The boys go back down under the bridge, and one after another, they wriggle through the window. The world goes weird, and they wriggle out again…but the neighborhood is different. There’s no Troll, and this car is just a burned-out husk. And on the hood, a woman is currently shooting up heroin (and so is too out of it to notice that three men just appeared from nowhere).

Based on her clothes, though, something’s off – her fashions are 50 years out of date. Will finds a newspaper machine and buys one. It’s August 31, 1962.

Meanwhile, back present-day Seattle, the girls take a drive up Aurora Avenue into what amounts to the red light district. They pull into the Sterling Apartments, which does appear to be something of a shithole. They walk in, and see a guy on the staircase, holding a bag with a big glass bottle, blocking their path. They say they’re going up to see Priscilla. The man says she isn’t here.

“These are Sterling Apartments, right?” says Jamie…and uses Play on Words.

Reality shudders a bit. Jamie’s hair turns fluorescent (glitch). But now instead of being a shitty apartment building called “Sterling,” these are really sterling apartments, at least for a few hours. The building gets cleaner, the doors are now freshly painted, and the man on the stairs stands up, is wearing a suit, and carrying a bottle of good vodka rather than cheap malt liquor. He still doesn’t think Priscilla is home, however, but he doesn’t stop them from going upstairs.

The door is locked, and none of them have especially high Larceny scores. Saskia, however, manifests her Spatial Distortion form power (we redid demonic forms, and OMG they’re so much more balanced now, as unclean as I feel typing that) and slips under the door. She opens up for the others, and they get searching.

They find the same painting on the wall as they found in Gordon’s place. Amy finds a dead, disemboweled dog in the fridge – apparently Priscilla had done some entrail-reading. They found an envelope on the wall, same as in Gordon’s place, but this one with “Gordon Reardon” on it and his address. They found a map with routes from both apartments, routes to and from the Space Needle and the Experience Music Project…but all avoiding the bridge. And they found a book.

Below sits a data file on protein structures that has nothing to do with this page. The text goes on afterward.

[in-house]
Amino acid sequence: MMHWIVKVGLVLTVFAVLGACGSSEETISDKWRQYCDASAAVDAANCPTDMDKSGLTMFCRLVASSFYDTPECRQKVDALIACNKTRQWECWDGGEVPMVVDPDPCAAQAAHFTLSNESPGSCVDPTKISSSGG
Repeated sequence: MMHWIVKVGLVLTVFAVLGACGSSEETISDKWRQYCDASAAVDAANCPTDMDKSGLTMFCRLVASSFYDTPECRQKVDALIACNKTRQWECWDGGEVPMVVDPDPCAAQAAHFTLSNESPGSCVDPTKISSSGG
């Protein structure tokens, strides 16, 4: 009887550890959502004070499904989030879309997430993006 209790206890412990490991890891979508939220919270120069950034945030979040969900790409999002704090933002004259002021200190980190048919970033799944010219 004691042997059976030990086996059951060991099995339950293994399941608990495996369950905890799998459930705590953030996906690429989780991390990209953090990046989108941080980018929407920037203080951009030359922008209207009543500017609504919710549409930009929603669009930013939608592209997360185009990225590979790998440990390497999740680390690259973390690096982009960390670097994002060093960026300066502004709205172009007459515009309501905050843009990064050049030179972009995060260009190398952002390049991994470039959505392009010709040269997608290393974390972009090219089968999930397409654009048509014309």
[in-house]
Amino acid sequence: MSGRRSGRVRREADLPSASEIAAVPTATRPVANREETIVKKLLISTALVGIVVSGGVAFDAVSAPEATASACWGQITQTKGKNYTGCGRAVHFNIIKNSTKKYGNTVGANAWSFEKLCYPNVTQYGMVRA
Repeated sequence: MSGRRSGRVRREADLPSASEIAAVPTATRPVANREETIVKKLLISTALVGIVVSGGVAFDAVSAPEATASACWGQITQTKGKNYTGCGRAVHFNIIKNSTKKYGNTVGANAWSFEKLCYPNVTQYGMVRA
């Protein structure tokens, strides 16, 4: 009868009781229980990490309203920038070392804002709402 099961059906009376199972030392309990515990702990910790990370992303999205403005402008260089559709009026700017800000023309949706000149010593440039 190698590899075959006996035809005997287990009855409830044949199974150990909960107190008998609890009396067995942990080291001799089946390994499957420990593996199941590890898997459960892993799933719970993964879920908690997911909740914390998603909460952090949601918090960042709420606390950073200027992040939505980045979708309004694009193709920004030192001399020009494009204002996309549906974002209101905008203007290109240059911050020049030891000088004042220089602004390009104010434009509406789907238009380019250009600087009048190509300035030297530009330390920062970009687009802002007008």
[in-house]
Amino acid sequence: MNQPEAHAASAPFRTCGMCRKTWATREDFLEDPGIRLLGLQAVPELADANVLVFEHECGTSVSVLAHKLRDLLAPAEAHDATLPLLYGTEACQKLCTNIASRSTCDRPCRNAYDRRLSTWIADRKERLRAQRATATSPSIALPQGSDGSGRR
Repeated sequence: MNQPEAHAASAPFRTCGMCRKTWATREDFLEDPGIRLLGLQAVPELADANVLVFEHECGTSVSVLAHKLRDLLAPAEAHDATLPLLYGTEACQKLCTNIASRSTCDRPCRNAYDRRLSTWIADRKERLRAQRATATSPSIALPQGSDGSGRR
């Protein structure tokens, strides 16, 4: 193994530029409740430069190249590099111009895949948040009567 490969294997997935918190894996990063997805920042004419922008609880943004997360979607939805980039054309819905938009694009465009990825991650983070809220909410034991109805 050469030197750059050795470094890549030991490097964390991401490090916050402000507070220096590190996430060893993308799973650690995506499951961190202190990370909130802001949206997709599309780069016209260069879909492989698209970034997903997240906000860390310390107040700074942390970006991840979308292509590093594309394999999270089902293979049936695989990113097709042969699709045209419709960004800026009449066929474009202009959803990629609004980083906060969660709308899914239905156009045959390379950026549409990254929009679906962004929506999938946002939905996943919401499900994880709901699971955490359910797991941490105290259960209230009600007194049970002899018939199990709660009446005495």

The book was Cults in America: The Harmless, The Hoax and the Horrors by Eric Rasoletti, PhD (anyone get that reference?). There was a section in the “Harmless” section with notes in the margins. The section was about a cult called the Fellowship of the Final Awakening, an apocalyptic cult active in the Pacific Northwest in the early 1960s. According to the book, they were largely just wealthy white guys pretending to occult significance, but the really weird thing was, according to the margin notes, this section used to be just a paragraph. Now it was five pages. Is this cult becoming retroactively more significant?

At this point, a man walks into the apartment. He asks if the girls are looking for Priscilla, and then adds “Me, too,” in Serbian. Jamie follows up in Swahili, and when he responds, they know they’re talking to a demon. He calls himself Comrade West, and he runs the Demon’s Republic of Seattle, a kind of communistic Agency – everyone gives, everyone gets. He confirms what the characters suspected; Priscilla and Gordon are (were) the same demon, just different Covers. He’s sorry to hear that she’s dead (West refers to the demon as Priscilla, but pronouns are a bitch), and doesn’t know who the cultists are or why. He does note, though, that stigmatics with matching marks are often created in the same incident…or by the same demon.

They tell him the rest of their story, including the bit about the Lambent. He points out something they hadn’t considered.

If they know where and when an angel is going to appear (or, as in this case, they can control it)…they can jack it.

4 thoughts on “Playtest: How an Angel Dies, Part 2”

    • I think it’s their supernatural stat, like Blood Potency or Gnosis.

      As far as ‘what’ it is, check this out: Primum non nocere. Quick Google results. Apparently it means “first, do no harm”. So, ‘primum’, alone, must mean ‘first’ or implies being ahead or before something else.

  1. No so much in this session but overall I’m beginning to get the impression that there are alot of demons, even more angels, and these stigmatics. That’s part of what is making the Agency is become more interesting. I note that so far none of the play groups have been active parts of an Agency. Not sure if that means their more of an NPC organization or what.